A data-driven approach is one where technology is the foundation of decision-making.

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How can technology support improved decision-making?

In a Forbes article that engages with Schwab’s views on the Fourth Industrial Revolution, futurist and strategy expert Bernard Marr points to technology as a solution.

“Companies should invest in their technical infrastructure and data analyzing capabilities,” he writes. “All businesses must be making a move to be smart, connected organizations or they will soon fall behind the competition.”

From a strategy management perspective, this advice is spot on.

We contend that many businesses still rely on the wrong systems and processes to define, communicate and execute their strategies.

Naturally, employees act according to the information they have. In turn, they move towards the goals they believe they have been set.

If the information flow is faulty or one directional, employee actions and directions will not match the strategic goals.

Building a common strategic understanding

The challenge here is that data on strategic initiatives is siloed in spreadsheets or department-level tools, which stakeholders need to update manually.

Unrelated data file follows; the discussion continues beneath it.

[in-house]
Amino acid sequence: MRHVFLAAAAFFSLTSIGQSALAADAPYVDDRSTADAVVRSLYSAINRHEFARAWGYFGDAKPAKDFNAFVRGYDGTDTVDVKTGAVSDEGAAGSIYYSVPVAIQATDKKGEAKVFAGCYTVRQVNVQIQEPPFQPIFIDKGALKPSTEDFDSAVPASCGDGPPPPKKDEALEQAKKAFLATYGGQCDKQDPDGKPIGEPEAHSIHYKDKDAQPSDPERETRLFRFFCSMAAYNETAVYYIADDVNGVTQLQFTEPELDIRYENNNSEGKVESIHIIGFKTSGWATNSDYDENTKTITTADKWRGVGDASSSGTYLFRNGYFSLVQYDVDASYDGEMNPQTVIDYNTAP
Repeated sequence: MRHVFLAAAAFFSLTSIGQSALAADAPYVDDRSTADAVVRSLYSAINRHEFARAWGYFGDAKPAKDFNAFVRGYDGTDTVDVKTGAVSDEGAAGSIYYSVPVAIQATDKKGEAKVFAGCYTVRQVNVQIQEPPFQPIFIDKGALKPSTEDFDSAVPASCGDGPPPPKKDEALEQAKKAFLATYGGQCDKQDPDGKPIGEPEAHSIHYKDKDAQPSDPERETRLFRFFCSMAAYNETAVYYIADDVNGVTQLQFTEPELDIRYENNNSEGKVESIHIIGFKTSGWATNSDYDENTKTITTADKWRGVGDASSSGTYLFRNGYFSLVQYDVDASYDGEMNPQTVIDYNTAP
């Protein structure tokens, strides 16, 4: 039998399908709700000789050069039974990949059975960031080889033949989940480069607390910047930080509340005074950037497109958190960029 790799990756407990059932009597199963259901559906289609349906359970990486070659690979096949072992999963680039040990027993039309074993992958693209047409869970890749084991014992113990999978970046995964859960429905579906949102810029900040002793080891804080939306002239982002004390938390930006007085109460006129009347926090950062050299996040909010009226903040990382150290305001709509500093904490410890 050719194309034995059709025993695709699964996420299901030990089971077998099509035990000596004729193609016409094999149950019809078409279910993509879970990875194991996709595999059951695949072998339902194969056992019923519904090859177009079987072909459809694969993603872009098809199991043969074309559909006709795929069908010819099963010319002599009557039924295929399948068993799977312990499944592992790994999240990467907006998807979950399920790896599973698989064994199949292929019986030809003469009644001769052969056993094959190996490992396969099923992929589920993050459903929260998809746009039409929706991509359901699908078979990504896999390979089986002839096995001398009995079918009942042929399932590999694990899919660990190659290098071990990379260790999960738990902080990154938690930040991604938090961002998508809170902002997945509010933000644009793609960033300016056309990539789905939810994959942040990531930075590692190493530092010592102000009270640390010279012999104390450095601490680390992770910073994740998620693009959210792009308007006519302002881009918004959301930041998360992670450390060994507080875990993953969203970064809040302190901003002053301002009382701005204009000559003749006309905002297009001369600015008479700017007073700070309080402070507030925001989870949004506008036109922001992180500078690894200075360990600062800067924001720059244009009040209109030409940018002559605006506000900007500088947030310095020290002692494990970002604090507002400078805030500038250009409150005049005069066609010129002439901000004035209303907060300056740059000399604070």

There’s no easy way to analyze the information or gain real-time insight at project management level. This makes the connection between planning, execution, monitoring and improvement too tenuous to maintain.

i-nexus recommends adopting a platform that manages strategy deployment, continuous improvement and operational performance. This system then acts as a single source of truth for analytics.

Such strategy execution platforms empower senior leaders to define clearly structured strategic goals and cascade them throughout the organization.

Employees can then use an intuitive mobile app to log updates of the work they do towards each goal. This information flows back up to a powerful analytics engine that provides real-time visualization of performance and progress.

What next steps should your business take?

The role of data in decision-making has never been more important. However, the journey to using different information sets to truly power intelligent, streamlined decision-making is challenging.

Click here to visit our Strategy Execution Management knowledge hub, filled with content to support you in embracing the 'no normal' of strategy in the 2020s and beyond, or explore these recommendations:


About the author

James Davies is i-nexus’ Executive Vice President of Product. As an experienced software executive with 20 years of experience working in Silicon Valley, USA, James has held senior leadership roles in three venture capital backed software start-ups (including CEO, CPO and Chairman) and has delivered management consulting services to some of the world’s largest technology companies.

If you’d like to talk more about the future of strategy execution, reach out to him on james.davies@i-nexus.com or connect with James on LinkedIn for the latest strategy execution insights.